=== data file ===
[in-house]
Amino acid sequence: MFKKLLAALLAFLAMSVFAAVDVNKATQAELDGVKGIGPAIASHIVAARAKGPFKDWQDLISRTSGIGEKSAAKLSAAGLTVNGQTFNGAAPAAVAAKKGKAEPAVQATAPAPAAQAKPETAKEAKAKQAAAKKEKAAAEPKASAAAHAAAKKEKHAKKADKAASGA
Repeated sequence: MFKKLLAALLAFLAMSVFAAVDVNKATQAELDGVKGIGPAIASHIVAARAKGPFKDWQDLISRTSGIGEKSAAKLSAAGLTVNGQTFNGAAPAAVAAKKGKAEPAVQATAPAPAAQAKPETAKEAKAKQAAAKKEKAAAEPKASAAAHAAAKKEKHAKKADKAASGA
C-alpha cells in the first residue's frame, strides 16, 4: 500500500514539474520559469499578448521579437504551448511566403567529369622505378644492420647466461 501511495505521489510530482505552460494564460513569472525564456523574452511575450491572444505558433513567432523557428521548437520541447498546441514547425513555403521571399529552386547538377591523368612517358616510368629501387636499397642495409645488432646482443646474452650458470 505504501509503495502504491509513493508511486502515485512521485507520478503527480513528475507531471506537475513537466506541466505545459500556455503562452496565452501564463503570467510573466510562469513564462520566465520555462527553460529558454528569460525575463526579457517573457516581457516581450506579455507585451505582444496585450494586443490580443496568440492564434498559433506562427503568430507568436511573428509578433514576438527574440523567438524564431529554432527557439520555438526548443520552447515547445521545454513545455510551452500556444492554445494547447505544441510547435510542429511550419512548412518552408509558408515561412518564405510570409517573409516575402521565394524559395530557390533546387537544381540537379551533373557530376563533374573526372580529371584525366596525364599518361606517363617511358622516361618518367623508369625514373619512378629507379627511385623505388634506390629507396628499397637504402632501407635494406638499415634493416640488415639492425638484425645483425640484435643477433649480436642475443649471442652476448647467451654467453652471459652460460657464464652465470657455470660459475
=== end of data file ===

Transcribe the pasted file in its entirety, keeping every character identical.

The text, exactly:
[in-house]
Amino acid sequence: MFKKLLAALLAFLAMSVFAAVDVNKATQAELDGVKGIGPAIASHIVAARAKGPFKDWQDLISRTSGIGEKSAAKLSAAGLTVNGQTFNGAAPAAVAAKKGKAEPAVQATAPAPAAQAKPETAKEAKAKQAAAKKEKAAAEPKASAAAHAAAKKEKHAKKADKAASGA
Repeated sequence: MFKKLLAALLAFLAMSVFAAVDVNKATQAELDGVKGIGPAIASHIVAARAKGPFKDWQDLISRTSGIGEKSAAKLSAAGLTVNGQTFNGAAPAAVAAKKGKAEPAVQATAPAPAAQAKPETAKEAKAKQAAAKKEKAAAEPKASAAAHAAAKKEKHAKKADKAASGA
C-alpha cells in the first residue's frame, strides 16, 4: 500500500514539474520559469499578448521579437504551448511566403567529369622505378644492420647466461 501511495505521489510530482505552460494564460513569472525564456523574452511575450491572444505558433513567432523557428521548437520541447498546441514547425513555403521571399529552386547538377591523368612517358616510368629501387636499397642495409645488432646482443646474452650458470 505504501509503495502504491509513493508511486502515485512521485507520478503527480513528475507531471506537475513537466506541466505545459500556455503562452496565452501564463503570467510573466510562469513564462520566465520555462527553460529558454528569460525575463526579457517573457516581457516581450506579455507585451505582444496585450494586443490580443496568440492564434498559433506562427503568430507568436511573428509578433514576438527574440523567438524564431529554432527557439520555438526548443520552447515547445521545454513545455510551452500556444492554445494547447505544441510547435510542429511550419512548412518552408509558408515561412518564405510570409517573409516575402521565394524559395530557390533546387537544381540537379551533373557530376563533374573526372580529371584525366596525364599518361606517363617511358622516361618518367623508369625514373619512378629507379627511385623505388634506390629507396628499397637504402632501407635494406638499415634493416640488415639492425638484425645483425640484435643477433649480436642475443649471442652476448647467451654467453652471459652460460657464464652465470657455470660459475